Topics: Data Analytics |

Uncovering the Value of Tableau’s Workbook XML Metadata

By: Pasquale Gatti | February 27, 2018

Tableau, at its core, is a visual tool. While its main purpose is to serve as an industry-leading data visualization platform, Tableau offers many other ways to help you get the most out of your data. One of those ways is by providing metadata, in the form of a structured XML tree, in the un-packaged versions of its workbooks. In this post, we’ll use a workbook built on Superstore datasets to highlight some of the major elements of this XML tree structure and illustrate some of the ways you can access and extract valuable information from this Tableau workbook metadata.

Those un-packaged workbooks, .twb files, are essentially XML files containing any and all information on what has been produced and built in the workbooks themselves. They don’t contain any of the data actually being visualized in these workbooks, but rather metadata on those workbooks. Anything you click, drag, drop or do while working in Tableau Desktop will be reflected in some way in this XML file.

Most of the information available in this XML data, such as the description of a particular field, a calculated field’s formula, or a custom SQL query feeding the workbook its data is accessible when the workbook is open in Tableau Desktop. Having that information available in XML form means it can also be programmatically accessed and organized, allowing the user to customize a scripting solution to suit their respective needs.

This XML metadata has information on all the things that make Tableau go: data sources, worksheets, dashboards, filters, actions, parameters, and everything in between. It provides information about the data connections in the workbook and about each of the fields that make up those data sources.

Data Sources

The two screenshots below allow a comparison between what the user sees in the data source tab in Tableau Desktop, and how that information is stored in the underlying XML metadata. This connection element is where the XML metadata indicates what type of data source is being used and whether it’s a live connection or an extract, as well as if a database is being utilized, the tables being hit and/or the query being executed to produce the data source.



Beyond the data source level, the XML metadata also offers detailed information on the fields making up each data source. It stores this field-level metadata in multiple kinds of elements, some in “column” elements and others in “metadata-records” elements. Below is a screenshot showing the “metadata-record” element in the workbook’s XML metadata and, below that, what Tableau Desktop displays when you ask it to describe the corresponding field (right-click a field in the list of “Dimensions” or “Measures”, then select “Describe…”).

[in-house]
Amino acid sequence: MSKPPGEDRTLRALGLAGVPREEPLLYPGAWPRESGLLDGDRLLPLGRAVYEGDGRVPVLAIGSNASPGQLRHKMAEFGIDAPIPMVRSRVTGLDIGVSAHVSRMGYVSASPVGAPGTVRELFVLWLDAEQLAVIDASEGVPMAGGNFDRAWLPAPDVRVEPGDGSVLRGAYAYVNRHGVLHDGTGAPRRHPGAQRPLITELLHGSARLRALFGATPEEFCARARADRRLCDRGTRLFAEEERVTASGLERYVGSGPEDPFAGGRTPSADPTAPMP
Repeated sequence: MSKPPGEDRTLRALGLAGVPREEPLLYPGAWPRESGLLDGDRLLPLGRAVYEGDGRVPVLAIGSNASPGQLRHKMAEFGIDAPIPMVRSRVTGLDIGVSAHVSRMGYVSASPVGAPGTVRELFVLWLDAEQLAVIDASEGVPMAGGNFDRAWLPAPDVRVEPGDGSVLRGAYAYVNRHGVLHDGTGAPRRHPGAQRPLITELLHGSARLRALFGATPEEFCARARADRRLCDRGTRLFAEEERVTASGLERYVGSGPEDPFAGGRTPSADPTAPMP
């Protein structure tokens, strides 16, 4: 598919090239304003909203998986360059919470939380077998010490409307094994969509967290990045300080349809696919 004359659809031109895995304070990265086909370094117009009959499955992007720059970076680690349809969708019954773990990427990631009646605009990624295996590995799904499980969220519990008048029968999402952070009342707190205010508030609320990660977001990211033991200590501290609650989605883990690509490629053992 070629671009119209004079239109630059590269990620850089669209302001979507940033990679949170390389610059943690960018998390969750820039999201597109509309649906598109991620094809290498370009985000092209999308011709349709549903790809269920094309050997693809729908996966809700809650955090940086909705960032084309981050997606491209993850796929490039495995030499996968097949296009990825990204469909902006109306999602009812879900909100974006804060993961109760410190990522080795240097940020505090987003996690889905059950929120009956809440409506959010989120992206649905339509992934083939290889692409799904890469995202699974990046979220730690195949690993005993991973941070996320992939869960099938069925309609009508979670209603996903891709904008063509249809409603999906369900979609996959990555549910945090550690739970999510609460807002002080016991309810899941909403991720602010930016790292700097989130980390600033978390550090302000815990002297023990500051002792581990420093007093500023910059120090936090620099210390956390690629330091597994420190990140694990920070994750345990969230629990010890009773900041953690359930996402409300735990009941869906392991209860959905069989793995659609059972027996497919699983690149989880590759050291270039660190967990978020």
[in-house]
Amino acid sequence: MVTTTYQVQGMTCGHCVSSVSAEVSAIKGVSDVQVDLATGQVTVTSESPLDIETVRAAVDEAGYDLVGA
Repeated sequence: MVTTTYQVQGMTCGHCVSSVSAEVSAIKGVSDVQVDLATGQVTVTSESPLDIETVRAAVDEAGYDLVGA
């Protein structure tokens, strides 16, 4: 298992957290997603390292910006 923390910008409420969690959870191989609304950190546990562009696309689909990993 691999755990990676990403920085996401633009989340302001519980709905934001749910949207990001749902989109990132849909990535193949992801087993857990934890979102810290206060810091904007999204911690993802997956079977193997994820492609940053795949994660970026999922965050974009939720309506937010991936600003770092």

As is the case with numeric fields, this element contains metadata on various pieces of information on the field’s distribution of values – minimum, maximum, average, standard deviation, etc. The final screenshot in this group shows what a CSV file collecting this metadata might look like, including the information on the Postal Code field in row 11.




Worksheets & Dashboards

Another couple of core elements in a workbook’s XML metadata are those containing information on its worksheets and dashboards. Within the worksheet elements, you can find information on the data source(s) behind the visualizations on particular worksheets. You can also find which fields within those data sources are active and how they are being used: as filters, as parameters, on rows, on columns, etc.

In the screenshots below, we see in the top image information on a particular worksheet in XML format, including its name (“Customer Ranking”), the data source it uses (“Sample – Superstore”), some of the filters that appear on the worksheet, and some of the formatting changes made to the worksheets, including the fact that the field labels for rows are hidden. All of these worksheet characteristics are reflected in the corresponding Desktop screenshot (bottom image).



Here is a similar set of views, this time showing how dashboards look in Tableau Desktop juxtaposed with how they appear in their workbook’s XML metadata. Among the items included are the title of the dashboard and how it’s formatted and structured, information on the worksheets, objects (i.e. text boxes, containers, etc.) making up the dashboard, and the dashboard’s dimensions. Again, all of these features are also captured in the image from a CSV file shown.





This is just a few of the ways the underlying workbook XML can provide valuable information, which has many potentially beneficial applications, including:

  • Streamlining of the documentation creation process
  • Better understanding of how a workbook is structured and organized
  • Simplification of the ‘generating fake data to mimick real data in a workbook’ process
  • Better understanding of the logic behind the workbook’s calculated fields

It is useful to know that every move you make when building a dashboard – from importing the data, to calculating, filtering, formatting and visualizing it – is captured in the workbook metadata, giving you access to any piece of information about a workbook you might want.

Want to take your Tableau projects to the next level? Learn more about how our Tableau data analytics experts can help grow your skills today.

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